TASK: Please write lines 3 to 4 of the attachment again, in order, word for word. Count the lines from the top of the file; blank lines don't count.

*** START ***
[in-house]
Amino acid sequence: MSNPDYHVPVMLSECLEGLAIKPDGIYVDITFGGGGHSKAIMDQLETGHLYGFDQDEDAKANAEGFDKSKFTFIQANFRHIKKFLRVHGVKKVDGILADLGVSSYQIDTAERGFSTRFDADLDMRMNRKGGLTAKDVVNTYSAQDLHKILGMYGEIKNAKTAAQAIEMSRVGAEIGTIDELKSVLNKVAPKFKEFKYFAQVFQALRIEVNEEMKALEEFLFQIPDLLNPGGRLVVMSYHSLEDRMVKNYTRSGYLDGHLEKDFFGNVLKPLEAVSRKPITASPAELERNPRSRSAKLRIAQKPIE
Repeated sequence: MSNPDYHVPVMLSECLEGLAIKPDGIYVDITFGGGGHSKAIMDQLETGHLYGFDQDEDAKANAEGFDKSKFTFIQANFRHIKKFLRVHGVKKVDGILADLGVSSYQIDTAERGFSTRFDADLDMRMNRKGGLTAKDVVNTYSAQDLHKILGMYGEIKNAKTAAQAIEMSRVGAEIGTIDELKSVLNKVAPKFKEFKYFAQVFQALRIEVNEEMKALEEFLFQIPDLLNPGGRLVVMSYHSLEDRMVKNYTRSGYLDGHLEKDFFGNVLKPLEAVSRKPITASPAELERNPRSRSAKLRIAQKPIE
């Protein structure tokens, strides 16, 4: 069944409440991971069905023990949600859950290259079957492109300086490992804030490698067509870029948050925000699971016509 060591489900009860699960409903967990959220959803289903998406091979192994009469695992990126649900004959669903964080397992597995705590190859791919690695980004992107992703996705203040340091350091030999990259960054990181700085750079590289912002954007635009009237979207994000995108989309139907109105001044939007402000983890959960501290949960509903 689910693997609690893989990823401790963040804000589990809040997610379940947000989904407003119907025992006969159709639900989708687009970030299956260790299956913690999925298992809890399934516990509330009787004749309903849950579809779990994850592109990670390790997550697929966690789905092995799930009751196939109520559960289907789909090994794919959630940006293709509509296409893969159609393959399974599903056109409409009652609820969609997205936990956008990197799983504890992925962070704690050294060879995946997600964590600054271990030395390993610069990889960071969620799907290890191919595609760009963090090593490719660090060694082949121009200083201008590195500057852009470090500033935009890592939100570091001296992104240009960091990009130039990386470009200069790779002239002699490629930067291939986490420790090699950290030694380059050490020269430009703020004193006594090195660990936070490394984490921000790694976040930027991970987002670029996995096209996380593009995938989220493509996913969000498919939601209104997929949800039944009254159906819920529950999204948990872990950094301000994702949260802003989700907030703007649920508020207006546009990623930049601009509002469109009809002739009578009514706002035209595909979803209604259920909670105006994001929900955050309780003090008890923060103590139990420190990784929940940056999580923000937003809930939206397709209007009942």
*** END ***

Repeated sequence: MSNPDYHVPVMLSECLEGLAIKPDGIYVDITFGGGGHSKAIMDQLETGHLYGFDQDEDAKANAEGFDKSKFTFIQANFRHIKKFLRVHGVKKVDGILADLGVSSYQIDTAERGFSTRFDADLDMRMNRKGGLTAKDVVNTYSAQDLHKILGMYGEIKNAKTAAQAIEMSRVGAEIGTIDELKSVLNKVAPKFKEFKYFAQVFQALRIEVNEEMKALEEFLFQIPDLLNPGGRLVVMSYHSLEDRMVKNYTRSGYLDGHLEKDFFGNVLKPLEAVSRKPITASPAELERNPRSRSAKLRIAQKPIE
């Protein structure tokens, strides 16, 4: 069944409440991971069905023990949600859950290259079957492109300086490992804030490698067509870029948050925000699971016509 060591489900009860699960409903967990959220959803289903998406091979192994009469695992990126649900004959669903964080397992597995705590190859791919690695980004992107992703996705203040340091350091030999990259960054990181700085750079590289912002954007635009009237979207994000995108989309139907109105001044939007402000983890959960501290949960509903 689910693997609690893989990823401790963040804000589990809040997610379940947000989904407003119907025992006969159709639900989708687009970030299956260790299956913690999925298992809890399934516990509330009787004749309903849950579809779990994850592109990670390790997550697929966690789905092995799930009751196939109520559960289907789909090994794919959630940006293709509509296409893969159609393959399974599903056109409409009652609820969609997205936990956008990197799983504890992925962070704690050294060879995946997600964590600054271990030395390993610069990889960071969620799907290890191919595609760009963090090593490719660090060694082949121009200083201008590195500057852009470090500033935009890592939100570091001296992104240009960091990009130039990386470009200069790779002239002699490629930067291939986490420790090699950290030694380059050490020269430009703020004193006594090195660990936070490394984490921000790694976040930027991970987002670029996995096209996380593009995938989220493509996913969000498919939601209104997929949800039944009254159906819920529950999204948990872990950094301000994702949260802003989700907030703007649920508020207006546009990623930049601009509002469109009809002739009578009514706002035209595909979803209604259920909670105006994001929900955050309780003090008890923060103590139990420190990784929940940056999580923000937003809930939206397709209007009942």